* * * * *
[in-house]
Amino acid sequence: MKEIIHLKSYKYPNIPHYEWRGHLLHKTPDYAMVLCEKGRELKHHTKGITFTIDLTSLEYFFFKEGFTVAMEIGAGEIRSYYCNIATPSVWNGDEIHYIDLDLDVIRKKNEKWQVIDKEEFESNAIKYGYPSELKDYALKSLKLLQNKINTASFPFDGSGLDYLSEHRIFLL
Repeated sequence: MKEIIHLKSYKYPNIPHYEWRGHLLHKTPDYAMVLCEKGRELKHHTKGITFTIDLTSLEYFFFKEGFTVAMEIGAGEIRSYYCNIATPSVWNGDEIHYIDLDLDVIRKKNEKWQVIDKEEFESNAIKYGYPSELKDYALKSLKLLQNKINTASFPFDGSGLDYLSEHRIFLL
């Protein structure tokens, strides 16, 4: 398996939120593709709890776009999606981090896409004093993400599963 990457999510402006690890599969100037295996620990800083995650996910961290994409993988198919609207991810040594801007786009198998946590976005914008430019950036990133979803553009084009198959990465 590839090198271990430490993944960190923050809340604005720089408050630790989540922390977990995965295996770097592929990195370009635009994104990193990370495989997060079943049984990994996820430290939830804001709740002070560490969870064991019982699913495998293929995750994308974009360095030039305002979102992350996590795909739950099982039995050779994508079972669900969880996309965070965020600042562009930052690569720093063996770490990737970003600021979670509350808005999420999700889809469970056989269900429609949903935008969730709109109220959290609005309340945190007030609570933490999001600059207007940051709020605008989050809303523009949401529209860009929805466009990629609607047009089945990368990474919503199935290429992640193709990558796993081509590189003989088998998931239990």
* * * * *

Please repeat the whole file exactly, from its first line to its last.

[in-house]
Amino acid sequence: MKEIIHLKSYKYPNIPHYEWRGHLLHKTPDYAMVLCEKGRELKHHTKGITFTIDLTSLEYFFFKEGFTVAMEIGAGEIRSYYCNIATPSVWNGDEIHYIDLDLDVIRKKNEKWQVIDKEEFESNAIKYGYPSELKDYALKSLKLLQNKINTASFPFDGSGLDYLSEHRIFLL
Repeated sequence: MKEIIHLKSYKYPNIPHYEWRGHLLHKTPDYAMVLCEKGRELKHHTKGITFTIDLTSLEYFFFKEGFTVAMEIGAGEIRSYYCNIATPSVWNGDEIHYIDLDLDVIRKKNEKWQVIDKEEFESNAIKYGYPSELKDYALKSLKLLQNKINTASFPFDGSGLDYLSEHRIFLL
């Protein structure tokens, strides 16, 4: 398996939120593709709890776009999606981090896409004093993400599963 990457999510402006690890599969100037295996620990800083995650996910961290994409993988198919609207991810040594801007786009198998946590976005914008430019950036990133979803553009084009198959990465 590839090198271990430490993944960190923050809340604005720089408050630790989540922390977990995965295996770097592929990195370009635009994104990193990370495989997060079943049984990994996820430290939830804001709740002070560490969870064991019982699913495998293929995750994308974009360095030039305002979102992350996590795909739950099982039995050779994508079972669900969880996309965070965020600042562009930052690569720093063996770490990737970003600021979670509350808005999420999700889809469970056989269900429609949903935008969730709109109220959290609005309340945190007030609570933490999001600059207007940051709020605008989050809303523009949401529209860009929805466009990629609607047009089945990368990474919503199935290429992640193709990558796993081509590189003989088998998931239990």